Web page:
How I Overcome the Culture Shock

I want to talk about, how I came to terms with the American way. This is not a critic, this is not a moral-teaching or a preaching of any kind for that matter. Because, let us face it, when we come to the US of A, we all, assuming the reader is not American by origin, look at its citizens and thinks, have I gone to Mars instead? But this is completely natural. Many people, no matter if they are young or old, find it difficult to adapt and act in any new society, not just when coming to America. There are even, and this is true, a special section in the Japanese embassy in France that helps tourist coping with the effects of this shock.

I was aware of the effect this shock could have on people, and that this occurs all the time with people traveling, but at the same time, I genuinely thought, it would not happen to me. My reasoning for this hypothesis was founded in the fact that I had experienced Europe´s many cultures, traveling through each nation during my summer holidays. What I didn’t take into consideration was two factors, living in another culture and how much 7000 km (4349.6 miles) would do to a culture. You see, I assumed that those stories I was brought up with, given to me through movies and the news, was the true America, but when I first arrived to Charlotte Airport, I assumed everyone in this airport would be very egocentric, since I saw USA as the heart of capitalism, and for me that meant everything would be done out from a cost-benefit analysis. But I was truly wrong in these assumptions. The first person I talked to in America, I mean real talk, not just “here is your cola. Anything else?”, was with a lovely lady from Atlanta, Georgia. We had to wait for over 2 hours there, and she had already waited since yesterday, because her original flight had been cancelled. She quickly found out that I was from another country, I think my accent revealed me, you can´t run from the Germans, and apparently neither from the Danes, in this regard referring to my pronunciation. As I mentioned before, she was so nice and courteous, and we ended up being engaged in a conversation about men, parenthood and worries in everyday life, she even helped me rearrange my flight to Chicago. We had to part, when we landed in Chicago, and I had to wait another 9 hours before I could go to Waterloo, using the time to reflect over my experiences, and at the same time explore the massive O´Hare Airport. It is truly massive, if you are a Dane, I can tell you! Once I was on the plane, I was tired. I had not been sleeping for over 30 hours, but still I was so fascinated about what my neighbor could tell me of stories that I kept myself awake most of the trip. He was a lorry-driver, who had experienced some truly marvelous things on his way over the continent, but what fascinated me the most, was his openness and frankness. My prejudices´ towards the American way of life and behavior began to be worn down.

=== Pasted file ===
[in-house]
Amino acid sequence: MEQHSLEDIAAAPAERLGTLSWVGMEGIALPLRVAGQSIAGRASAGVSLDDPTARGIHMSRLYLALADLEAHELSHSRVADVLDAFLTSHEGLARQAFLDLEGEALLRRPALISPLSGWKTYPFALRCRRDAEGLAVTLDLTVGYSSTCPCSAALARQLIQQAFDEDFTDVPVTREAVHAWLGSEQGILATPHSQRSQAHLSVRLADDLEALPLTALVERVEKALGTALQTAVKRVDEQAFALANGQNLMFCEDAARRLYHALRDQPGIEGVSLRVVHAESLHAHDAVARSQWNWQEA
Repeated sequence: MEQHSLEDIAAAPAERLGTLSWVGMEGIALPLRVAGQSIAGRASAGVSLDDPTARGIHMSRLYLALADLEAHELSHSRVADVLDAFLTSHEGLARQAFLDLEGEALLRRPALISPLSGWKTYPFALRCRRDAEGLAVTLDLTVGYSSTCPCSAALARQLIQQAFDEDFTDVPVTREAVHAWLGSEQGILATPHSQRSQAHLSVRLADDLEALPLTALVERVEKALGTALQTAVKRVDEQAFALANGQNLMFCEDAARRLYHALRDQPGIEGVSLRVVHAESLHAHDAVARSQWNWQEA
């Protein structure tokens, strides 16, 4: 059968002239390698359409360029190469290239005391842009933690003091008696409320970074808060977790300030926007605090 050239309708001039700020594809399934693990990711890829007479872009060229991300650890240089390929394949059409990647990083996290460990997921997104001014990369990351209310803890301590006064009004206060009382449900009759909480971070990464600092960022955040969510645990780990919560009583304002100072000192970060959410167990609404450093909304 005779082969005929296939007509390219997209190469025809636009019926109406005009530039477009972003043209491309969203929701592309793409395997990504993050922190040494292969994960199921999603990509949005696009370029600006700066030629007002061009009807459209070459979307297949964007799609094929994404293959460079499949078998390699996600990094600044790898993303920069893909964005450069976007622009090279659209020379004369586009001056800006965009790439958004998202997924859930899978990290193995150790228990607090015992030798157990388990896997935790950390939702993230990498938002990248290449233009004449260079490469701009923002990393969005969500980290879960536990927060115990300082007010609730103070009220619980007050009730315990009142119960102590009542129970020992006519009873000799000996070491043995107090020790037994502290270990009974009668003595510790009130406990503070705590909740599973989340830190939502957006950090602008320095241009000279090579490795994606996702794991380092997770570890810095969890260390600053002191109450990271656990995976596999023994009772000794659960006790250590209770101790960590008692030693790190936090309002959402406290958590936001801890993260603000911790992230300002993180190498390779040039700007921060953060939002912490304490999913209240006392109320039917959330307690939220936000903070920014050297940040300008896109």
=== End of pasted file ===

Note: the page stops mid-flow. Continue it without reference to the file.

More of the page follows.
I finally came to Cedar Falls and was greeted by fellow exchange students, most fellow Europeans, but also friendly faces from Oceania and Asia was among my new acquaintances. Time went on, and the natural inhabitants of the university returned, the American students. I had of cause been introduced to a few members of this group, as we the exchange students had soon to be co-students in the first period of time here, but truth be told I still felt like a drop of oil in a water-tank. This changed soon though, when my new friend C (American) introduced me to many different Americans that all had different values, ideas and in general were unique by their own right. They finally destroyed the idea of “the American” as a standardized archetype. They brought me on the path of trying to understand this myriad of habits, beliefs and customs that define the American people. This is an ongoing process, I have to admit that. I can still feel myself as the outsider and have to ask for advice and guidance from my friends.

What I am trying to say here, in these ramblings of mine, is that it is perfectly normal to feel like an outsider looking into a madhouse, when you first come to a new culture, especially one so famous yet diverse like the American. This feeling will not go away naturally, neither will it go away after a day or two, not even a fourth night is long enough. It is something you, as well as I, constantly must work on, because even Americans themselves do not completely understand themselves and their culture in depth, so should you really demand the impossible of yourself? No. The best advice I can give to future exchange students to overcome their culture chock is to go out and socialize with “the natives”, because understanding an American is, like when you learned to understand yourself, a trial and error process. You don’t get it by staying outside and looking in, it is first when you stumble through different interactions that you will gain understanding.

Remember, a smile will bring you a long way.

Jeppe Bruggert

Exchange Student - Spring 2018